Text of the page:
The holiday season is basically synonymous with family time and free time which are, for most people, a mixed bag. We love our relatives, but maybe we also love not hearing the story of how our cousin met his wife (same intro Spanish class in college) for the third year in a row. And the down time can be boring as hell: The news cycle slows, restaurants cut their hours, and everyone is forced to see the new Star Wars movie or smoke weed in a park for fun, both of which get more degrading as time wears on. So what do we use to fill that pine cone–scented void? Social media. Anyone who has a hard time staying off their phone when they’re out with friends or hanging with a partner (so, like, all of us) knows it’s 10 times more difficult to resist the temptation when it doesn’t feel like there’s anything better to do.
Diving into social media feels like a viable alternative to boredom and stilted small talk as an adult who could conceivably be going online to do something important (like checking work emails) but is actually just looking for a distraction (like fighting with a Pete Buttigieg supporter on Twitter). And for people who have strained relationships with the family members they are spending the holidays with, a scroll through social media can seem like an escape route out of a painful, stressful situation—though seeing other people post about how great their holiday is could just be fuel for an even worse mood.
Because during the holidays, social media transforms from a place for looking at hot people to a wasteland flooded with saccharine content. The urge to document infects anyone who’s even marginally into Posting. Seasonally themed chaos, dare I say, reigns. And just because it happens every year doesn’t mean it gets any easier to resist the siren song: The content blows, but we’re too restless and lonely to stop consuming it. The only thing more fun than posting about the #dailygrind is posting about being removed from regular life. It’s the same urge that sends people into IG story “sicko mode” while on vacation: Look at me, doing a thing I don’t usually do!
Suburban parents dancing goofily along to Christmas music in front of their kitchen island. Baby pictures of a person you went on three dates with in 2016. “Friendly reminders” about how to educate *clap* your *clap* family *clap* members *clap* about being woke from someone who was racist in high school. A college acquaintance's hot cousin. Eyeshadow palettes, Yeti coolers, and the new Airpods, probably. This is what to expect from social media during the holidays. The predictability to this kind of content can be charming or irritating, depending on whoever posted it. The thought process goes that it’s cool when I myself post a video where I’m walking my parents’ new dog/eating fresh fruit/flipping off my high school. But if someone I don’t like does it, they’re actually so desperate for attention that I almost feel bad for them.
Holidays inflict a lot of pressure to have fun, and social media at its most toxic is all about performing fun online. Orchestrating that performance while actually feeling melancholy and lonely only makes it feel worse. Concepts like “gratitude” and “the year in review” push us toward reflection, but sometimes, reflection is hard! Sometimes it hurts! Sometimes it’s like, I don’t want to think about where I am compared to where I was last year, so I’m just going to drink a lot of white wine and post a picture from two months ago where I look hot (hypothetically speaking, of course).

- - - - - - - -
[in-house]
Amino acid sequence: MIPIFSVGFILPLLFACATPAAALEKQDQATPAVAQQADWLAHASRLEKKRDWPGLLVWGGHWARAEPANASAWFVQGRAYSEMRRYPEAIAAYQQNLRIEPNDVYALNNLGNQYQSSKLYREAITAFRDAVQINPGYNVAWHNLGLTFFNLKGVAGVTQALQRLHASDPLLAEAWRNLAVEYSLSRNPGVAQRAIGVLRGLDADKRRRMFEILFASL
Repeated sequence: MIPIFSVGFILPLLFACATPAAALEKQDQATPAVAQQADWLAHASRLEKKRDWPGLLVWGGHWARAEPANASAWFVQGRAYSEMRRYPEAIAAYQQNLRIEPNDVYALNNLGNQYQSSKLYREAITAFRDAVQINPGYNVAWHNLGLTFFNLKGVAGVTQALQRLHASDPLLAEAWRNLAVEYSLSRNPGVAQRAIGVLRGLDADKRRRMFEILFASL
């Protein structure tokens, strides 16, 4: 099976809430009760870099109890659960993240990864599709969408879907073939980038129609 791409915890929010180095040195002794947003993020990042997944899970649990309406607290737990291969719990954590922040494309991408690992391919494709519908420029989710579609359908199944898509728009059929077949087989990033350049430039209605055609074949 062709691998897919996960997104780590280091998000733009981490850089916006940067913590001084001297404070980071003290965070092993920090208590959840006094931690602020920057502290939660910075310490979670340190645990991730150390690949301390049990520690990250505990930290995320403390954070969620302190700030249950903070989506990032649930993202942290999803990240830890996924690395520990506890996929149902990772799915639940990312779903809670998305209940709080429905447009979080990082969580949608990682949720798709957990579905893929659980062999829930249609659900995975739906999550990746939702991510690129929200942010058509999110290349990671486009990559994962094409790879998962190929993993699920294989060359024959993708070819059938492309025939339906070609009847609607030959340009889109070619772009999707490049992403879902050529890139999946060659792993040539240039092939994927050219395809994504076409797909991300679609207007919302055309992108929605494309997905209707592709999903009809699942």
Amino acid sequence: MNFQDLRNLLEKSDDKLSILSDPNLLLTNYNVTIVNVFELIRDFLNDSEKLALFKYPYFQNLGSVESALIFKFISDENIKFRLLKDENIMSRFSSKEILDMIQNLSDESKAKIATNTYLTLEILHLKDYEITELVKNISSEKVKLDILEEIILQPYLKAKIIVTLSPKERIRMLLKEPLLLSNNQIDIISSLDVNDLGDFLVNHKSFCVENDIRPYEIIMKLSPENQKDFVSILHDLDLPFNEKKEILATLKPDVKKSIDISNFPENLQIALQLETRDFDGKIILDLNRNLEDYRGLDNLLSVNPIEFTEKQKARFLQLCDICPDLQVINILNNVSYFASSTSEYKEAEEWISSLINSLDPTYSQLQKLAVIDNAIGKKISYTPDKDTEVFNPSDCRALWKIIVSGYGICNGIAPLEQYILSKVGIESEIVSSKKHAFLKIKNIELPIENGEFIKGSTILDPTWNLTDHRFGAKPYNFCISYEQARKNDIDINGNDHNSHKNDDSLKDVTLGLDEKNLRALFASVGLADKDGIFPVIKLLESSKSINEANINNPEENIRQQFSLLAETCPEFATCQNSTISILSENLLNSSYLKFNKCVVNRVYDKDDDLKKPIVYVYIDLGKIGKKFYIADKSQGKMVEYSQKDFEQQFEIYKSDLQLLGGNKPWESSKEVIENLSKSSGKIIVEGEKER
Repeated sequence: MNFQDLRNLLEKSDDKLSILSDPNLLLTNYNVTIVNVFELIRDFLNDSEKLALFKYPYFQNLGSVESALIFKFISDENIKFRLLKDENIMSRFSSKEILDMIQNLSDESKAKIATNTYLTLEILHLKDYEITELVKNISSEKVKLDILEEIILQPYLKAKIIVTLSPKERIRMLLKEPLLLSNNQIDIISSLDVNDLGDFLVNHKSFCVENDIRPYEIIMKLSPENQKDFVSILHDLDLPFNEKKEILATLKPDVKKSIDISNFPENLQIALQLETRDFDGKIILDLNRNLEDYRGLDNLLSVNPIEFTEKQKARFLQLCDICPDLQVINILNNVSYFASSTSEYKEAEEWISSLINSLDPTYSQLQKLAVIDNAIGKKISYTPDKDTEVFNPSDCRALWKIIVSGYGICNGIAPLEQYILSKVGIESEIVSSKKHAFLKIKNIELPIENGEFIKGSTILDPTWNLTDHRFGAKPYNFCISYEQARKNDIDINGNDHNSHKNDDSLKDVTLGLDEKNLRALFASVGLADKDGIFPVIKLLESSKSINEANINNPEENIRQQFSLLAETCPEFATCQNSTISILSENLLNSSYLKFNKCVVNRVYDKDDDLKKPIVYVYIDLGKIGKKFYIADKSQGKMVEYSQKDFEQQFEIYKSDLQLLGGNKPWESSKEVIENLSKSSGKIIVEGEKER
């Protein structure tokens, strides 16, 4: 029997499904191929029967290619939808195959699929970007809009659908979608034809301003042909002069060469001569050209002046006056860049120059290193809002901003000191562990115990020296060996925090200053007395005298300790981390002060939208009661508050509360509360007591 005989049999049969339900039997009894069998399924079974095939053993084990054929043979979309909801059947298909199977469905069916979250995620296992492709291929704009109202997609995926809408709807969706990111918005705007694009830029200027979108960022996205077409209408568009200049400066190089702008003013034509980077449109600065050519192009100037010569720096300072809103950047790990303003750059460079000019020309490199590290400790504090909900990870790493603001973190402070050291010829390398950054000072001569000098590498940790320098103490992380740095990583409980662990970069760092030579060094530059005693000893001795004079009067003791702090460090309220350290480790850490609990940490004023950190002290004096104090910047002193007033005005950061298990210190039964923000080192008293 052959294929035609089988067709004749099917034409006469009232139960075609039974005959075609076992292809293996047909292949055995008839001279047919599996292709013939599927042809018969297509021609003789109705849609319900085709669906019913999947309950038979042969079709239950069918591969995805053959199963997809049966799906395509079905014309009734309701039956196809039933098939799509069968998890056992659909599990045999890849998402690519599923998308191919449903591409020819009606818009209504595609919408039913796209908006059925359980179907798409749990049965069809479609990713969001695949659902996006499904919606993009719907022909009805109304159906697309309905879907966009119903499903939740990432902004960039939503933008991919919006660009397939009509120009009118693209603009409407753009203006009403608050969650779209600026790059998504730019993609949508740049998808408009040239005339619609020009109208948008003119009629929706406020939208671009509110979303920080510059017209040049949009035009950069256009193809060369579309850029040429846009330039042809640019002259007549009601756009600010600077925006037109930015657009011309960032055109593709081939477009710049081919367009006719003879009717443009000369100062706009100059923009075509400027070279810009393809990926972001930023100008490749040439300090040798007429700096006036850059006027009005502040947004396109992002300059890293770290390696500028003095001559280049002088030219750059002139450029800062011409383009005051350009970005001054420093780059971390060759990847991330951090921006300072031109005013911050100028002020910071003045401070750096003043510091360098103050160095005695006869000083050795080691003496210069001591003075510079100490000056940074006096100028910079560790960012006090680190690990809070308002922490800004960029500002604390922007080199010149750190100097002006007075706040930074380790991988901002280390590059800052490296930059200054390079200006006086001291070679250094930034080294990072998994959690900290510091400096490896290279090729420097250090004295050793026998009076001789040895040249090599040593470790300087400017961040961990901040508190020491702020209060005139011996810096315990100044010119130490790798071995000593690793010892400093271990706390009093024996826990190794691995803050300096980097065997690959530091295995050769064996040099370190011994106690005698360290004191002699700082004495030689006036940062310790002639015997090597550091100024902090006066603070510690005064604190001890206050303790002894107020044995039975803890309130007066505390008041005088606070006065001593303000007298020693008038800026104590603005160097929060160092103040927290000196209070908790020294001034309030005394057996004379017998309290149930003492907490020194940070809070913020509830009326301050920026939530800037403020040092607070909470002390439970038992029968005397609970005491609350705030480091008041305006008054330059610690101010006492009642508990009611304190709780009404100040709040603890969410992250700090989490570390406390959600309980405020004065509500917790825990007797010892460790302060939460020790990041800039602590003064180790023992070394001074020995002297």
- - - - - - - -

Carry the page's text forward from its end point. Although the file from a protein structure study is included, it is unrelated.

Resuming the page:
Doing nothing but looking at the internet for what feels like hours on end makes it extremely easy to fall down a hole of negative comparisons and then do a little reflexive bragging to compensate. I see the new iPad Mini your stepmom got you and raise you a Google Home. Et cetera, et cetera. And these comparisons are bad enough when we’re just talking about material goods—it gets worse when the envy extends to another person’s social life, family situation, or socioeconomic status.
It should provide some measure of comfort that everyone else is kind of doing the same thing, but of course there’s always the nagging concern that they aren’t, that we are the only ones having a bad time and everyone else’s life is actually as exciting and amazing and filled with homemade baked goods as it looks online.
The most infuriating thing about how bad it feels to be on social media during the holidays is that the distress is completely self-inflicted. To paraphrase a (not great) Tyler the Creator quote: “Hahahahahahahaha… Just Walk Away From The Screen Like Close Your Eyes Haha.” I wish I could be as pure of soul as someone who can simply log off and spend time with loved ones, eat a lot of food, and enjoy not having to go to work. In a perfect world, we could all take a holiday-long break from our phones and write a New York Times column with a pen instead.
A lot of unplugging-related advice is glib as hell and ignores the fact that there’s something to be said about taking time away from a stressful situation. But it’s important, I guess, to stay wary of which scenario is more draining: the physically present family, or the virtually present wider Internet. This doesn’t have to be an either-or: It can be OK, or even healthy, to take a break from the stress of a holiday social dynamic and mess around on a phone for a while, despite what traditionalist moralizers would say about the evils of “devices.” If scrolling through social media over the holidays starts to drag, but so do the holidays, redownload 2048 (or Tinder!), catch up on articles, purge old photos, mess around on Goodreads or Letterboxd, and stay far away from Instagram. It’s also possible to literally just put the phone down, go outside, take a drive, read a book, ask your mom if she wants to hang out (she like, really does), or some other bullshit along those lines. I know which one I’ll probably do.
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